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Sultan Al Jaber at the UN Climate Change Conference

Photo: Karim Sahib / AFP

The President of the UN Climate Change Conference, Sultan Al Jaber, has made a clear commitment to the scientific basis of the climate protection process. "I've always made it clear that everything we do is focused on science," Al Jaber said in Dubai.

On Sunday, Al Jaber had already stressed the importance of acknowledging the scientific findings. "Science has spoken, and it has been loud and clear," he said. "It confirmed that now is the moment to find a new path – a path that is broad enough for all of us, free from the obstacles and detours of the past."

With his commitment to science, Al Jaber was now apparently reacting to accusations relating to statements attributed to him in the run-up to the conference. The British newspaper The Guardian quoted the COP president as saying: "No scientific study, no scenario says that we can achieve 1.5 degrees by phasing out fossil fuels." Al Jaber is also reported to have said at an event on November 21 that phasing out fossil fuels could "send the world back to the Stone Age."

This had caused a storm of indignation. On the part of the Emirati COP presidency, it was said that the quotes were taken out of context. Al Jaber also said that he works closely with "my friend Jim," the chairman of the Intergovernmental Panel on Climate Change (IPCC), Jim Skea, and that his work is strictly fact-based. According to the findings of the IPCC, the leading scientific body on climate protection, the goal of limiting global warming to 1.5 degrees Celsius compared to pre-industrial times is not achievable without moving away from fossil fuels.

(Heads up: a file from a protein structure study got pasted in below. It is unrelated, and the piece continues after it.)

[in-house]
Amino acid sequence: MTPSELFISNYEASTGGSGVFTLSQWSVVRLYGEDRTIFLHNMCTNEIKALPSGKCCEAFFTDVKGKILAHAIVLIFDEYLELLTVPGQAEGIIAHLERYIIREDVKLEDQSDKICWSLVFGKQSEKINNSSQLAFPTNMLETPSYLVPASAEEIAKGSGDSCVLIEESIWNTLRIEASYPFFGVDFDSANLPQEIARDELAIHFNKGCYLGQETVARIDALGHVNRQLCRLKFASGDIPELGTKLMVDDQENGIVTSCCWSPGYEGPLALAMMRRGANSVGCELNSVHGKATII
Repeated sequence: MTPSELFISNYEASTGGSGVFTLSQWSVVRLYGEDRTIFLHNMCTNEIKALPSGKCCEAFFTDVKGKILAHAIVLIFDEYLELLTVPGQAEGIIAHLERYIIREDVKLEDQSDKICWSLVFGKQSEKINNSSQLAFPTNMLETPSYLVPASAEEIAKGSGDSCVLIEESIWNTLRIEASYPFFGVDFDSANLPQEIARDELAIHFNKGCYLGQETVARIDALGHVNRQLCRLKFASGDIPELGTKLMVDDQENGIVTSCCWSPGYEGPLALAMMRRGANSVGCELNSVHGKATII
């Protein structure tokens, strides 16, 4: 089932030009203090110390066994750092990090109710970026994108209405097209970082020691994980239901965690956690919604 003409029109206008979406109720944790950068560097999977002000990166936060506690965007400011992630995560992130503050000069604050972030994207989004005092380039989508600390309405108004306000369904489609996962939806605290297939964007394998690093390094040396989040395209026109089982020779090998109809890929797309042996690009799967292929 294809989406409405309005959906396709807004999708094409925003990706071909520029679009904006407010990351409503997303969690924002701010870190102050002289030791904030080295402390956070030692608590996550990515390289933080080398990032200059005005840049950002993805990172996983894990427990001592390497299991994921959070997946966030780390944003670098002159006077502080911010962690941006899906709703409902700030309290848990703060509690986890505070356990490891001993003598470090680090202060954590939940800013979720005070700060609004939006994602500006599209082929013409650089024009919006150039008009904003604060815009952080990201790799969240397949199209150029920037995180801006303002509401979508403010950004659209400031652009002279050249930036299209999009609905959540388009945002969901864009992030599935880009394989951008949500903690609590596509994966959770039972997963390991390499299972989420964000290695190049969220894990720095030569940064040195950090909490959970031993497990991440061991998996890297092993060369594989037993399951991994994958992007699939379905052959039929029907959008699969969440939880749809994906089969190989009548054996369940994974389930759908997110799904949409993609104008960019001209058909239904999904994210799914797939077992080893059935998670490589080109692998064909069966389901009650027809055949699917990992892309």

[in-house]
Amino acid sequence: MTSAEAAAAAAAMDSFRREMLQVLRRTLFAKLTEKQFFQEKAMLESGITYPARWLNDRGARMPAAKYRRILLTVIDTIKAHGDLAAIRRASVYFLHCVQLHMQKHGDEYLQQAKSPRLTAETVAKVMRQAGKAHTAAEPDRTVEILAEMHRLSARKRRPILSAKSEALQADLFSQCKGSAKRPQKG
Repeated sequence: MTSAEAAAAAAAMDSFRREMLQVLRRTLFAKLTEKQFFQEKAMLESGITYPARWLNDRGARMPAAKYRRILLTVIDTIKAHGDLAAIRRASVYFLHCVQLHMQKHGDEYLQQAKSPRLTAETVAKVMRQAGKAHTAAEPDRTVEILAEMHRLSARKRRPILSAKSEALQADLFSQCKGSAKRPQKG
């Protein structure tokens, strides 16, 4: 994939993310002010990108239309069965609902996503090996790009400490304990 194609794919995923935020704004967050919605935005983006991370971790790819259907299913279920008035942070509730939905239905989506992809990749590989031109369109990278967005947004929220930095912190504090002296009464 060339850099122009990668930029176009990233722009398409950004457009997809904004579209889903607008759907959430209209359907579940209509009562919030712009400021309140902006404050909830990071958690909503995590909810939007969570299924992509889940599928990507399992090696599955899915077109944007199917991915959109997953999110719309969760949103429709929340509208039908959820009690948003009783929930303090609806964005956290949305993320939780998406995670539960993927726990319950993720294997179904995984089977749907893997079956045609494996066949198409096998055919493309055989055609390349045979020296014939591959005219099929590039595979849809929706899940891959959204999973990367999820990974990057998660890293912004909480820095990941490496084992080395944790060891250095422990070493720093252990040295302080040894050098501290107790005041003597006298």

Commenting on the course of the conference so far, Al Jaber said that a lot had already been achieved. He referred to the successful launch of the new fund for climate-related damage, declarations on health and the expansion of renewable energy. Here, the COP presidency committed itself to the goal of tripling the expansion of renewables by 2030 and doubling progress in energy efficiency.

It must be possible to "keep the 1.5-degree target within reach," said Al Jaber. To achieve this, it is necessary to reduce greenhouse gas emissions worldwide by 2030 percent by 43. The COP President also referred to the Global Decarbonization Alliance, which he supports, in which a number of countries and major oil companies commit themselves to significantly reducing emissions from the extraction and production of fossil fuels.

However, Al Jaber again did not respond to the calls for a phase-out of coal, oil and gas. Despite his commitment to the goals of the Paris Climate Agreement, the conference president is also met with skepticism because he is also the industry minister of the oil- and gas-rich United Arab Emirates and head of the country's state-owned oil company Adnoc.